KoS (2)Yup, I know I said I was going to be doing intermittent TV reviews, but since I am a little behind due to getting distracted by LARP things (another hobby of mine) I wanted to get this one done for when the book officially comes out (which is today).

I picked up an ARC of this one from WorldCon, partly because of the utterly gorgeous snake cover (and accompanying snake badge) and partly because fantasy series based on African mythology are still far too rare and I really liked the sound of this one.

Inspired by West African mythology, it’s set in a fictional Kingdom called Tamaran, a young woman called Arrah comes from a magical family but possesses no magic herself. When children in her home city go missing she becomes desperate to find out who or what is responsible and trades years off of her life for the magic she needs to find out. This sets in motion a chain of events that will alter the course of her life.

I could say a lot more about the plot of the book, but anything else would be deeply spoilerific so I won’t do so. There was a lot about this book that I loved though, it has a very strong opening first half, though it does go into pretty dark places so that is definitely something for people to be aware of.

There’s a very Lirael (by Garth Nix) feel to the beginning, a young woman surrounded by her magical family but doesn’t have the same talent and longs for it. It’s a very suffocating feeling and it’s painted really vividly, the pain and longing it causes her is very real. The relationships she has with her parents are also very well done and quite a contrast between the warm, loving relationship with her father and the complicated mess she has with her mother.

Rena weaves a rich tapestry of characters in this world as well as a setting rich with details that really drew me into it, from the beginning with the festival of the clans, to the contrast of life in the city.

Some of the reviews I have read have criticised the pacing and it does get a little frayed towards the end, but I disagree with those who say the book should end after the unconvering of the main mystery, what happened after was a series of emotional gut punches, but I thought was still very good story. I had some slight issues with some of the stuff around the ending which is hard to go into without spoilers.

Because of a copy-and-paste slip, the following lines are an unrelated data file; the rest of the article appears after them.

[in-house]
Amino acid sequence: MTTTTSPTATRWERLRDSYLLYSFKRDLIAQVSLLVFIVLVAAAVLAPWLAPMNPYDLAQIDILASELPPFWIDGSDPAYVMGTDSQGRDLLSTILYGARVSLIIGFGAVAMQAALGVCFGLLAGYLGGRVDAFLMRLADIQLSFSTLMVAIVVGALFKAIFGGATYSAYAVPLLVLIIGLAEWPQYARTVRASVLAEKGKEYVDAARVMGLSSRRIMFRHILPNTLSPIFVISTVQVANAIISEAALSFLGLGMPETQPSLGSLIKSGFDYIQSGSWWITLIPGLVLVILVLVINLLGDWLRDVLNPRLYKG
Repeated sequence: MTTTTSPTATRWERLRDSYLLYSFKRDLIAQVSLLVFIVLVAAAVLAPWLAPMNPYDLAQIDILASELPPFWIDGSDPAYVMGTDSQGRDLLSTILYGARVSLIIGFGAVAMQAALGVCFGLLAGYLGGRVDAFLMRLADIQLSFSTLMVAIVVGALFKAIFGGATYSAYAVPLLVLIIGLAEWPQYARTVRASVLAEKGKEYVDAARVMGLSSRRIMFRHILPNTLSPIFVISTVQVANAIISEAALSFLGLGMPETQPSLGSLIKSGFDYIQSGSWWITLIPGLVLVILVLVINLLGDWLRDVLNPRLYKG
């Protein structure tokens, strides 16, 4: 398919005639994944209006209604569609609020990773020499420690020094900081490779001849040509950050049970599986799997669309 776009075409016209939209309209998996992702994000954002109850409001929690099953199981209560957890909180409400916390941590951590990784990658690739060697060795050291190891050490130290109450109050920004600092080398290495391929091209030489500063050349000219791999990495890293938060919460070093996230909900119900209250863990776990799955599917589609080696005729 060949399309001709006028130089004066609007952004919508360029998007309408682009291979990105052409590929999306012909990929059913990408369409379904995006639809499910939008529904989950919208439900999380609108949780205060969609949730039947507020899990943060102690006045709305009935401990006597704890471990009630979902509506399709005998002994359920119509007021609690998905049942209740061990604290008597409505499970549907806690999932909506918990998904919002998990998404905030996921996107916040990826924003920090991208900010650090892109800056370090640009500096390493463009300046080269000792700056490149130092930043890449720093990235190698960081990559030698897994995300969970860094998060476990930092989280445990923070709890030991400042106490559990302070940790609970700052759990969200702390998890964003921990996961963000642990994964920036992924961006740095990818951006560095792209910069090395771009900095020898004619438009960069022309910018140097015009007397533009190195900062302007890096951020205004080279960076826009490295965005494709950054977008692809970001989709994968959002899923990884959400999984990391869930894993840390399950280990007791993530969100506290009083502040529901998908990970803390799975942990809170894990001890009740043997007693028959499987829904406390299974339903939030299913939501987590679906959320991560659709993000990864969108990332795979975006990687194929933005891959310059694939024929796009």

Honestly though, it was a fairly minor point as the story was excellent, especially for a debut novel and I really look forward to where it’s going from here! It’s going to be a tricky ending to follow on from, but I do believe from what I have seen so far that she can manage it.

 

Gods, Monsters and the Lucky Peach (3*)

Book: Gods, Monsters, and the Lucky Peach by Kelly Robson

GM&TLPI am almost at the end of the Novella category now, just one more to go after this. Unfortunately this one was my least favourite of the bunch, but I will get into that shortly.

The story is about a group of scientists going back in time to do a survey on the Tigris and Euphrates area during the Babylonian era and getting caught up with dangers and politics of that era, combined with those they brought with them from theirs.

I will say that I loved that the main character in the story is an elderly woman with prosthetic legs, certainly not something we see a lot of in stories and that was fantastic.

I did find that the story had a really slow start, much slower than I would expect from a novella I will admit given the much shorter length that there is in a novella. The setting is interesting but I think it didn’t perhaps need to be shown in the length it was at the start, which would have helped. I was also really put off by the constant use of the term “fat babies”. I did eventually work out that in many ways it was their version of “millennials” but it was very hard to divorce it from the highly negative connortations of the word fat in our society and as such was very off-putting.

When the pace of the story finally picked up I got really interested in the story and what was going on, curious as to where it was going (though a little disappointed that for the most part the little segments at the start of each chapter were actually ahead of the action so you spend a lot of the story knowing something of what is coming) and then I found the end happened rather abruptly and left me feeling somewhat unsatisfied.

There also wasn’t enough characterisation of those in the story, despite the slow start and that was also quite frustrating at times. We did learn something of the others by the end, but not in the depth I would have liked to get me to care more about what was going on and what would happen to them.